Fighting With Numbers


Is democracy all about numbers? Is it only about what the majority says? I’m not going bluntly say yes or no, I’ll take the easy way out and say it depends. Please, allow me to explain.

Everyone interested in Middle Eastern affairs for the past couple of years have been deeply fooled, or fooling himself, in a numbers game. They say, are there problems over there? The solution: Easy, just hand over the power to the majority and that should do it. Or, those who consider themselves a little more intellectual would say: Easy, there should be power sharing and that should do it. And then come those who consider themselves analysts would say: The current ruling part should give away a bit more of their power and that should do it!

To me, this is all nonsense if it lacks the fundamentals that societies need for development. When country level indicators such as growth, income inequality, unemployment, fiscal imbalances, and inflation are all over the map, then an oversimplified prescription of manual power shift would have no influence whatsoever on the individual’s well-being. So when protesters for example go out on streets to demand a better life, and outsiders relate this to the control of power by government, I find myself hung between earth and sky. Here’s why.

Whenever there is a problem, the solution has to be unique in order to find the best possible solution. What’s being done for now is that the solution is no longer unique to various types of problems around the Middle East. Yes, democracy, as a solution, is important, but democracy is not simply majority rule, it is much more than that. The way I see it, even America today need to democratize in order to solve its own financial problems. In political science, democracy is all about efficient and functional institutions that constrain leaders to operate in the best manner they can by generating the most optimal decisions.

In America today, decisions on where to steer the economy are not optimal, they fall short in finding the best unique solutions to the problems they face. The reason is simply because of power sharing. Neither the white house, nor congress are able to make the decision they believe is best for the economy, because they have to feed into it the policies that would make other important sides happy. Therefore, instead of picking and disposing the can in the trash where it belongs, they continue kicking it further down the road, where more cans await. Where are the democratic institutions that guarantees optimal decisions?

So back to the Middle East, where our economies combined account for only 5% or less of the world economy, can we afford not making perfect economic decisions simply to satisfy every stakeholder in the non-ending power struggle?

Even though we cannot afford any bad decisions while trying to catch up with the developed world, we still need a change that would directly target the indicators I mentioned above, along with many other significant ones as well. If power sharing is an important economic solution, then it should be on the table. However, if power sharing is simply for the sake of power sharing, then we’re just shooting ourselves on the foot, just like what Egypt is doing, shooting itself on the foot. The priority as I see it is to establish democratic institutions that would tackle one issue at a time.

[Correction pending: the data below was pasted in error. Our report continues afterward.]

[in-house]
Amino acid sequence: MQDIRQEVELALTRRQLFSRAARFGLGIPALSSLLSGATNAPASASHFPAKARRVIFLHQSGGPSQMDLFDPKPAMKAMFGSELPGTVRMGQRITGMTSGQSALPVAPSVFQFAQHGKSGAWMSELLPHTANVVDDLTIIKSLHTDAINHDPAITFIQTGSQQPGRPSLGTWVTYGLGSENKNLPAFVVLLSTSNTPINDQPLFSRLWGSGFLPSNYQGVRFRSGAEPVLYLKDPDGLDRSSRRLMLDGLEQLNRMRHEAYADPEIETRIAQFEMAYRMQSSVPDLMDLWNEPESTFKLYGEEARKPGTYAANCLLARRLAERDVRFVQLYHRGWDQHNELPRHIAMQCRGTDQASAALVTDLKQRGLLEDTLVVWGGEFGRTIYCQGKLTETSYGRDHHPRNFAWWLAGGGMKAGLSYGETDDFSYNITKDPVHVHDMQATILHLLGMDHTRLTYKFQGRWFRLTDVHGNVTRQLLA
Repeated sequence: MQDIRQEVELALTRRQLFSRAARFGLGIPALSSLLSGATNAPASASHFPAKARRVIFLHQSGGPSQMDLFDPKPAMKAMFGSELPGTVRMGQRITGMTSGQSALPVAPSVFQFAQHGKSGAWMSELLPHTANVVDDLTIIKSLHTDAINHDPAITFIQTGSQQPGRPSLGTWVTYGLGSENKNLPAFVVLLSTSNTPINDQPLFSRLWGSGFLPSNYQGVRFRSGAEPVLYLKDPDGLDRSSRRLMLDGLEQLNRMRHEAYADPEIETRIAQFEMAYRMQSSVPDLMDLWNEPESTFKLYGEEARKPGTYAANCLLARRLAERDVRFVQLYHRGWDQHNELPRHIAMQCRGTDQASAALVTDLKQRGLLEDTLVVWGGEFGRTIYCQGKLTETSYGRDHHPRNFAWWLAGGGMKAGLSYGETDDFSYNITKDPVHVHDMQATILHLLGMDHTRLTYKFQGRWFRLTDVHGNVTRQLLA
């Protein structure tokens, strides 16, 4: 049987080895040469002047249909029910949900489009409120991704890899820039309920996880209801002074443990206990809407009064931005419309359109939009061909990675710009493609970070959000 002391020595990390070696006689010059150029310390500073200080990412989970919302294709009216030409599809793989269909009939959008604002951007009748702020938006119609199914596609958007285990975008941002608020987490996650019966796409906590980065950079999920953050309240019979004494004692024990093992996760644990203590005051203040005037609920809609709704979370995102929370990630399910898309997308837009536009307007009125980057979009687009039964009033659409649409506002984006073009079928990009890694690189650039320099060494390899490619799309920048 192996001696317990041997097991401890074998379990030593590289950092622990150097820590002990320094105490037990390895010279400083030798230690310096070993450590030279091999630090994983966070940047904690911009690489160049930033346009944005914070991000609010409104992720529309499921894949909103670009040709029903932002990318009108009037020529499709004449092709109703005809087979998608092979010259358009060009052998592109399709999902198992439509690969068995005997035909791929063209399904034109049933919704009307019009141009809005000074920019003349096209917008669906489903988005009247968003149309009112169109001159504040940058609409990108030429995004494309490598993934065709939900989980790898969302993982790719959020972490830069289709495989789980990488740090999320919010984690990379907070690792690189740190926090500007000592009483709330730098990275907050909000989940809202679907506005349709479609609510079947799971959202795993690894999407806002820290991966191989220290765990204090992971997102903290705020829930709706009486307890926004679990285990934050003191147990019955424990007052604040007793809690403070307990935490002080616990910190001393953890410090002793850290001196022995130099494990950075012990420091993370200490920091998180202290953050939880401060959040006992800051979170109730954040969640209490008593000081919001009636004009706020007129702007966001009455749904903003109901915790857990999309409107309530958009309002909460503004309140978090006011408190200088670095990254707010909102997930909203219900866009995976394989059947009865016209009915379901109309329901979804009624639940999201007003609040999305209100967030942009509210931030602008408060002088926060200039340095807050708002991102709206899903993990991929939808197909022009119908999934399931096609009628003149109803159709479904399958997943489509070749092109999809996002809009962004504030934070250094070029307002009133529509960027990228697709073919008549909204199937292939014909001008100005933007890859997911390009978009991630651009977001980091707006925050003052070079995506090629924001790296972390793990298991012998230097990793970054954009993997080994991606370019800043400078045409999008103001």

Democratic institutions are institutions established with a vision and a strategic mission to reach their goals. They are regulators to what falls within their umbrellas and are accountable to what they genuinely enforce. They work to make the future as most certain as possible with complete transparency that will entail other higher level and accountable institutions to monitor them inside out.

So to conclude, for the sake of development,  it’s all-right to fight with numbers, but not any numbers, quality numbers.

Categories: Bahrain, Economics, Politics

Tags: , , ,

1 reply

  1. Is the situation in Bahrain, issue of democracy?
    I really do not know, I do not live there, I do not have enough reliable information.
    What is democracy, how the individual may exercise all of its rights and freedom?
    We will get a million responses from a million people, well, what all these have in common?
    – Rule of Law.
    What does that mean? Is there an ONE answer to this?
    If an individual wants to live in a regulated country that he and all his other fellow citizens, through the Rule of Law, ensure all human rights and freedoms, we need Institutions that will ensure that, regardless of the prevailing political conditions, the presence or absence of foreign threat and pressures , economic hardship, etc., etc..
    Institutions are fundamental architecture of any ordered society, if citizens Before and Above all other participants in public life Support, Preseve and Respect the Institutions of that society, then their future is guaranteed.
    Good, and what Institutions are, and what is their mission?
    My answer is Management – effective public administration, from the highest to the lowest level.
    If any member of the public administration, from the prime minister to street sweepers doing their job responsibly, diligently and efficiently, the state and its people will prosper.
    The most important role of the institution is to set a positive example and high standards, to the entire society.
    In only a few countries in the world, there are such institutions and citizens keep them from violations of any action by politicians, corporations, banks, lobbies, friends and enemies.

    As for numbers and democracy, let us remember that today would not exist either of that, there was a ONE Russian colonel who, despite all the orders and rules, decided NOT to press the red button.
    Now tell me, what is the value of that ONE versus many?
    Heavy issue, thanks for the great article. 🙂

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